The coronavirus is "spreading like wildfire" in Arizona – at least that's the assessment from Arizona Congressman Greg Stanton (D).
"Arizona is the new national hotspot for COVID-19 with more than 4,400 new cases in just the last 72 hours. Per capita, Arizona's infection rate is now more than three times higher than New York state. It's spreading like wildfire," Stanton tweeted.
Arizona is the new national hotspot for COVID-19 with more than 4,400 new cases in just the last 72 hours. Per capita, Arizona’s infection rate is now more than three times higher than New York state. It’s spreading like wildfire.
— Rep. Greg Stanton (@RepGregStanton) June 14, 2020
The state is setting new records for hospitalization, along with other states like Texas.
Hospitalizations are also rising in Florida which recorded its highest day of cases ever over the weekend after opening its beaches recently.
"We definitely do want to sound the alarm," said Miami Mayor Francis Suarez (R). "We are seeing an uptick particularly in the age demographic 18-35 and particularly after Memorial Day weekend."
Twenty-one states have seen an increase in new cases recently as some experts link the rise in new cases to the lifting of state lockdown orders.
But when you look at other stats you can see the national death rate and infection rates have slowed down and the curve has been flattened.
These COVID-19 statistics assembled by Johns Hopkins University show how the US has flattened the curve.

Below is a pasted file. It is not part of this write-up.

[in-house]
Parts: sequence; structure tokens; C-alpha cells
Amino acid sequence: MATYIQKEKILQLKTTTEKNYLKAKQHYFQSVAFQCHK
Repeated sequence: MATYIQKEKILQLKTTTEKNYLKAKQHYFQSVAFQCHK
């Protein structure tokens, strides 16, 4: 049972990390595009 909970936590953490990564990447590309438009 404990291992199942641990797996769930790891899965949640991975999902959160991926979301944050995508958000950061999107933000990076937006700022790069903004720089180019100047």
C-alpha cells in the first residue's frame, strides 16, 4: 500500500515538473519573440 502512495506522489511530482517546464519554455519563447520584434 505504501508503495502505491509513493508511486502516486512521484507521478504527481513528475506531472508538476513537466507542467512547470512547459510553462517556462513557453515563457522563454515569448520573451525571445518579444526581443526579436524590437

CBN News Medical Reporter Lorie Johnson says there's a lot of misinformation from the mainstream media, pointing out that the overall number of cases is down and the number of deaths is "way down."
For example, in Virginia, while the number of cases rose by 604 over the weekend, there haven't been any more deaths across 16 cities and counties in Hampton Roads and the nearby areas, according to the latest stats cited in The Virginian-Pilot.
Throughout the months of the pandemic in Virginia, 53,945 known cases have led to 1,546 deaths, and the vast majority of deaths were among Virginians aged 60 and older, but primarily in the 80+ category.
As concerns rise about a new surge in coronavirus cases, several states - Utah and Oregon - are slowing their reopening process.
And the city of Tulsa's health department director is now warning this week's Trump campaign rally could cause a spike in infections.
Oklahoma Sen. James Lankford (R) says he still plans to go and he's confident it will be safe.
About 19,000 are expected to attend, and the White House says the interest is so intense that roughly one million people have asked for tickets to attend.
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